Project overview
 
So there it is. in this picture you see the engine behind this crazed project. It’s a low mileage 2.4L engine out of a ’99 Dodge Stratus. It is my plan to install this engine into my ’88 Horizon. For the initial install, it will not be turbocharged. While it’s pretty easy to simply swap out the rods and pistons for SRT parts (fairly cheap as well), I want to keep the complexity of this swap down to bite size chunks. After I have it running in N/A form, it will be a simple matter to make it turbo.
 The first step in this project will be to simply get the thing bolted into the car. There is an adapter to adapt this engine to bolt into a 1st gen Neon. The Neon mount is similar to my mount so that is where I will begin.
Then we move on to the transmission, it sounds like a good old K-Car era transmission will work. I have an A523 with a nice 3.5fd, so I intend to use that. Using that tranny lets me use a standard flywheel, from the old 2.2/2.5 engines, and a normal clutch. I don’t have to use the screwy “modular” clutch that the Neon’s use. I also get to use the one of the dozen 2.2/2.5 starters I have already (ever price a Neon starter? OMG!). And finally, I’ve read scattered reports that the Neon’s use different axles, so that’d cause me some more grief. And finally, I’ve read that the motor mount on the transmission is different for the Neon’s. I can get around all of these problems easily by simply using my readily available tranny. Nice win win situation.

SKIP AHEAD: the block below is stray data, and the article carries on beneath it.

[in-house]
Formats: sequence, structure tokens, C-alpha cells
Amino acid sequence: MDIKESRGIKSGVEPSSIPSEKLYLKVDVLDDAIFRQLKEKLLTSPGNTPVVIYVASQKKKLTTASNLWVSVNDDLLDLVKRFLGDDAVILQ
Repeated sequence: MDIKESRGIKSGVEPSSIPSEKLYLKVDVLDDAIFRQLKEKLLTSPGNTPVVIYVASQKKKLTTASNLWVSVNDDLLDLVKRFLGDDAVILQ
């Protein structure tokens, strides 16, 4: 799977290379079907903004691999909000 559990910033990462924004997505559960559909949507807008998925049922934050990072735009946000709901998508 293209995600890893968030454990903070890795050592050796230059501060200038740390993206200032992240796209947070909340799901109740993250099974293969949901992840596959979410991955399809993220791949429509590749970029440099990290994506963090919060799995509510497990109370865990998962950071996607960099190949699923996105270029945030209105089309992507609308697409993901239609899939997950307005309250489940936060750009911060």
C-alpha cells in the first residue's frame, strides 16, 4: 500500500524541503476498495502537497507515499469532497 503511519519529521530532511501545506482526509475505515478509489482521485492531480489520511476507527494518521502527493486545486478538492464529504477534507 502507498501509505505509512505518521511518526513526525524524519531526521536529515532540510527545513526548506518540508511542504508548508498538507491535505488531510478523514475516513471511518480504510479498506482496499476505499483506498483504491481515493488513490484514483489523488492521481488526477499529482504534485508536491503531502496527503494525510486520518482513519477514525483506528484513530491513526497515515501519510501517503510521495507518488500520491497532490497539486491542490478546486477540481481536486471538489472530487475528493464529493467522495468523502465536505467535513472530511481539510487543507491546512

The front motor mount is going to require some innovation, I’ll cover that problem extensively when I get to it. The rear mount, aka the bobble strut will not be an issue, I have a solid bobble strut to go in it’s place.
Once the engine is bolted in I’ll get a chance to see how much room I have for the intake. I have the intake from the Stratus, I’d like to use that, since I already have it. And I really don’t want to chop it up to make a custom one. The Stratus uses a returnless fuel system, with the regulator back at the tank. I don’t like that setup, I think that by using a simple T, I can plumb in the fuel pressure regulator from an ‘84-’87 Turbo I car. I have several of those.
Electronics.. This one is an easy choice for me.. MEGASQUIRT! I’ve run it twice before, first on an old ’84 VW Cabriolet. It blew my mind how much that woke up the tired old engine in that car. Alas, it wasn’t to be as all the oil seals were blown so I scrapped the project. Next was my ’83 Shelby Charger. I simply wanted to get rid of the horrifically unreliable carburetor those cars shipped with. I used an ‘88+ T1 intake with 19lb fuel injectors. I also used a swirl head on the HO motor. The car was tremendously powerful for a normally aspirated car, and it got awesome gas mileage (better than 40mpg on the freeway!). It was also very reliable, got about 20k miles out of it before I loaned it to an idiot friend that put cheap low octane gas in it and cracked several of the pistons. So enough about that old project. I plan to use the new “Megasquirt II” on this car. I’ll be using it for both fuel and spark. My past 2 MS’d cars were fuel only, I had left the factory ignition in place. Not an option here, and that’s ok, MS didn’t control ignition on my first car, and it was a hack at best by the time I did the second car. Now it has fully matured and the MS2 can do distributorless ignition. So I can keep the Neon coil pack setup on the valve cover. So far, from what I’ve found, the MS2 cannot read the stock crank trigger setup. If I ran the MS1 CPU and some alternate software, I could, but I want the MS2. So I’m going to have to mount a Ford EDIS trigger wheel on the crank pulley and the pickup for it. I don’t think that will be too big of a deal.
So that about covers everything. I intend to move relatively quickly on this project, I’m aiming to have it done by summer. If you have comments and feedback, PLEASE, email me. I’m open to constructive information.
 
Project Overview
Saturday, January 13, 2007